Healthcare in Ghana
Healthcare in Ghana has many levels to it. There are three primary levels: national, regional and district. Within these, there are different types of providers: health posts, health centers/clinics, district hospitals, regional hospitals and tertiary hospitals. On average, Ghana spends 6% of its gross domestic product on healthcare, and the quality of healthcare varies by region. Here are four facts about healthcare in Ghana.

4 Facts About Healthcare in Ghana

  1. Ghana has a public insurance system. In 2003, Ghana made the switch from the “cash and carry” system to public insurance. The “cash and carry” health system required patients to pay for their treatments before receiving care. Because of this process, few people were able to afford treatment. In response, the government established the National Health Insurance Scheme (NHIS). This system provides wide coverage, covering 95% of the diseases that affect Ghana. The coverage includes treatment for malaria, respiratory diseases, diarrhea and more. Between 2006 and 2009, the proportion of the population registered to NHIS increased by 44%
  2. Child mortality rates have decreased. Data from 2019 showed that 50 out of 1000 babies die before the age of five. While this may appear unsettling at first, the twice as high a few decades earlier. In low-income communities, there is a higher risk of death because of limited access to healthcare. To help prevent this, the NHIS provides maternity care, including cesarean deliveries. In the 1990s, Dr. Ayaga Bawah began a study to provide healthcare in rural areas to see if it would decrease mortality rates. Between 1995 and 2005, the study showed that when qualified nurses were working in communities, there was an equal distribution of child mortality throughout the country, rather than mostly in rural communities.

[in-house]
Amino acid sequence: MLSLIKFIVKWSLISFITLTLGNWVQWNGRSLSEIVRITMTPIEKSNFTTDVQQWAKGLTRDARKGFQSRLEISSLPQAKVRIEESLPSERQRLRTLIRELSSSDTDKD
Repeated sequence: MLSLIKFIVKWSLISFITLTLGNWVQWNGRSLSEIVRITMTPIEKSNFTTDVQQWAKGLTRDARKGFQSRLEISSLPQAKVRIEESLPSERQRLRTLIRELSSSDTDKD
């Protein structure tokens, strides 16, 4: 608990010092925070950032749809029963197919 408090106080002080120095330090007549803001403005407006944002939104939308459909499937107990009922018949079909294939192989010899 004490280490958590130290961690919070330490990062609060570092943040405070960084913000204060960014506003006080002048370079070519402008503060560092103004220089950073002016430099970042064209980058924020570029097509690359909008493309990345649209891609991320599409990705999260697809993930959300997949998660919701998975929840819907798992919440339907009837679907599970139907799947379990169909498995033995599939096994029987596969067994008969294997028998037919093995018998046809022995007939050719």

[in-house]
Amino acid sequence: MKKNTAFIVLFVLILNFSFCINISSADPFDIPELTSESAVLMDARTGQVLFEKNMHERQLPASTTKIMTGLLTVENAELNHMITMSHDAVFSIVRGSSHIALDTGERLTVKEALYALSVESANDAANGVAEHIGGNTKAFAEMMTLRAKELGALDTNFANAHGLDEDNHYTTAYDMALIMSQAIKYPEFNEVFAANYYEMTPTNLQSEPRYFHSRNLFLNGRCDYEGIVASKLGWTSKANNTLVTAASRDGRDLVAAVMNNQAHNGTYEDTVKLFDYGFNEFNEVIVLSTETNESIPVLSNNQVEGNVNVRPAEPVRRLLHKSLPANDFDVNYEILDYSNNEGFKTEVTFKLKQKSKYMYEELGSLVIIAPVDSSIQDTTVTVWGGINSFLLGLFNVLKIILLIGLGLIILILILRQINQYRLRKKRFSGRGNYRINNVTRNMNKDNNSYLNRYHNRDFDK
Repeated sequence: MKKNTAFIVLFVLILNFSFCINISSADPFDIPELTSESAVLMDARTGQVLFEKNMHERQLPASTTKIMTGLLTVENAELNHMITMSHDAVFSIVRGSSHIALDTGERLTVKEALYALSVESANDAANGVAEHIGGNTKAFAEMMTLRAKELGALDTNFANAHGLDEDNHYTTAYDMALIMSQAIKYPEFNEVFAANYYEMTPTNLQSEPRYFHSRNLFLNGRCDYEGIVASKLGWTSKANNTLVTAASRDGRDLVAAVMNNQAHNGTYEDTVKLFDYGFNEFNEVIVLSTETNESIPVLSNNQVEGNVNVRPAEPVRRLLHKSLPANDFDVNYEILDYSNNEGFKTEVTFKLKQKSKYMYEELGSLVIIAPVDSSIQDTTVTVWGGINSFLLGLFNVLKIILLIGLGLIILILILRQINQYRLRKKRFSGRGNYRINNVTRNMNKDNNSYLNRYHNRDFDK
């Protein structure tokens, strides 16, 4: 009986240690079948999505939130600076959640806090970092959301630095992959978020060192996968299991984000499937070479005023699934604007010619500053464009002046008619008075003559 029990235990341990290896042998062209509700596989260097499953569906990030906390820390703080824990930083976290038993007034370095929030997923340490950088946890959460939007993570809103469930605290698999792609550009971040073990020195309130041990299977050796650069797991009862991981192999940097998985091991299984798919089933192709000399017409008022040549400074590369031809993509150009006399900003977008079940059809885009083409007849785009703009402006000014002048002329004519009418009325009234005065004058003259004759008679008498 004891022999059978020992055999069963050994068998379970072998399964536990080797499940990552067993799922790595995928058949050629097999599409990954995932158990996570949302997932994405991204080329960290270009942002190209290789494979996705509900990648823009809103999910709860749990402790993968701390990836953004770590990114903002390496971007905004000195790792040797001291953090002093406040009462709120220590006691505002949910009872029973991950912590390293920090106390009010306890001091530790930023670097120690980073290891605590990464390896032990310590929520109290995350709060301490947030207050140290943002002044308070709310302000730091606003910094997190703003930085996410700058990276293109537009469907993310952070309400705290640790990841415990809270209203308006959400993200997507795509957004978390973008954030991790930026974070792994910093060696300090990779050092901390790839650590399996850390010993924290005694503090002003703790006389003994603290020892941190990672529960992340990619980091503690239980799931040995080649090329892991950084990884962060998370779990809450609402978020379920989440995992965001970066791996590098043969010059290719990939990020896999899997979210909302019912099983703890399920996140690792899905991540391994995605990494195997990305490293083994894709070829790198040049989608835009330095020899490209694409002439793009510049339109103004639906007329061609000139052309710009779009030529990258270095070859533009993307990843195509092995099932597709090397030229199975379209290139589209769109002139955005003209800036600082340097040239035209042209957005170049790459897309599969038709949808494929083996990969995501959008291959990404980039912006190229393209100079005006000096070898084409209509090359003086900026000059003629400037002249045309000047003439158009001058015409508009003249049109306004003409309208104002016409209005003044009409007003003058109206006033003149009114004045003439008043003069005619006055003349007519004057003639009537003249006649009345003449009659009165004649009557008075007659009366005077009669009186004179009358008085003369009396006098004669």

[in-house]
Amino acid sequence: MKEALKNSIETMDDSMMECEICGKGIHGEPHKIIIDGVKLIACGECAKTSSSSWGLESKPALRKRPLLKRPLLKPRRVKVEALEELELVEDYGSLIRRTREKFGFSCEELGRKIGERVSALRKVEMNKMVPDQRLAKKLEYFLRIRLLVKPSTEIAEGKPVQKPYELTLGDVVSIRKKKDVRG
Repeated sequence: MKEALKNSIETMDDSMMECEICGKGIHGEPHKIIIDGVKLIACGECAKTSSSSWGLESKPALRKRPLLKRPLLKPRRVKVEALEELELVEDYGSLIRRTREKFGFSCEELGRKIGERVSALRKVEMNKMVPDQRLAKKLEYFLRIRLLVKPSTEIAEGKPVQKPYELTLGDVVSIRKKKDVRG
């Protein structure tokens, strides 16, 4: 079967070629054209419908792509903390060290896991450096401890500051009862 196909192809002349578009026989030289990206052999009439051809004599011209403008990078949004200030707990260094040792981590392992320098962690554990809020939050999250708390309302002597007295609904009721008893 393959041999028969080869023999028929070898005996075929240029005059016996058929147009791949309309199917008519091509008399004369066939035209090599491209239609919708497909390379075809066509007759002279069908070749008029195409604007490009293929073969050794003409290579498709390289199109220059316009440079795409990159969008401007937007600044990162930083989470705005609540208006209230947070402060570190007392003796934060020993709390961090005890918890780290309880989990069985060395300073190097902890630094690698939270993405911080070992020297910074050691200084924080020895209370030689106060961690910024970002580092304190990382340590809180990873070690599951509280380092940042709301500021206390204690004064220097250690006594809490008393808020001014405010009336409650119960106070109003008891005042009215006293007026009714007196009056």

3. Access to health services has increased. In rural communities, health posts are the primary healthcare providers. A 2019 study found that 81.4% of the population had access to primary healthcare in Ghana, while 61.4% have access to secondary-level, and 14.3% to tertiary care. Despite these relatively high rates of accessibility, approximately 30% of the population has to travel far to access primary facilities or see a specialist. To increase access to services, Ghana’s president, Nana Akufo-Addo, stated in June 2020 that he intended to build 88 more district hospitals.
  4. More and more scientists are being trained. Throughout Africa, scientists are being trained to improve research and the dissemination of information. The World Economic Forum has pushed for research in programs such as Human Health and Heredity in Africa. This program is dedicated to helping local institutes manage the diseases and conditions that affect its area. Another group, H3-D, trains scientists in many African countries, including Ghana, to focus on conditions that are prevalent in Africa, such as malaria, tuberculosis and cardiovascular disease.

These four facts about healthcare in Ghana illuminate the progress that has been made, as well as the work that still needs to be done. While healthcare has improved, the government must take more steps to increase accessibility for all throughout the country. With a continued focus on healthcare, Ghana will hopefully continue to provide more communities with health services.

Sarah Kirchner